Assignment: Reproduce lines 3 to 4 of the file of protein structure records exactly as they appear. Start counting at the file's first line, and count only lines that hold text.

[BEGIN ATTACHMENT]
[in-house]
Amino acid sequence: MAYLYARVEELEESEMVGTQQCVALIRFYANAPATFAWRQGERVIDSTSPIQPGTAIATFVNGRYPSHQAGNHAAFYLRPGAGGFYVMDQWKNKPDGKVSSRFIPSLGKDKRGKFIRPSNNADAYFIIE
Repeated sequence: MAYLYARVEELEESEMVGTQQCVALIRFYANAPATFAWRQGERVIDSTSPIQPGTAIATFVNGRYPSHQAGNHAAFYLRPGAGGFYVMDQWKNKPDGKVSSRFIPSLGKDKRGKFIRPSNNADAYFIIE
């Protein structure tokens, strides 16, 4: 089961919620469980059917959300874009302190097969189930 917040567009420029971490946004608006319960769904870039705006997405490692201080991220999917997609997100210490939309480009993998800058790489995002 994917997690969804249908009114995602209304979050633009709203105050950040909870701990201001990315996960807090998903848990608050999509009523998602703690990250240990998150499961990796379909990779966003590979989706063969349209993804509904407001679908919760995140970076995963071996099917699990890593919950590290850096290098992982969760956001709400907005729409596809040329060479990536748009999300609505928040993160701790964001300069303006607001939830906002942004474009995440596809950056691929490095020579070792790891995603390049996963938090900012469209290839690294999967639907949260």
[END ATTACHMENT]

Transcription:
Repeated sequence: MAYLYARVEELEESEMVGTQQCVALIRFYANAPATFAWRQGERVIDSTSPIQPGTAIATFVNGRYPSHQAGNHAAFYLRPGAGGFYVMDQWKNKPDGKVSSRFIPSLGKDKRGKFIRPSNNADAYFIIE
């Protein structure tokens, strides 16, 4: 089961919620469980059917959300874009302190097969189930 917040567009420029971490946004608006319960769904870039705006997405490692201080991220999917997609997100210490939309480009993998800058790489995002 994917997690969804249908009114995602209304979050633009709203105050950040909870701990201001990315996960807090998903848990608050999509009523998602703690990250240990998150499961990796379909990779966003590979989706063969349209993804509904407001679908919760995140970076995963071996099917699990890593919950590290850096290098992982969760956001709400907005729409596809040329060479990536748009999300609505928040993160701790964001300069303006607001939830906002942004474009995440596809950056691929490095020579070792790891995603390049996963938090900012469209290839690294999967639907949260």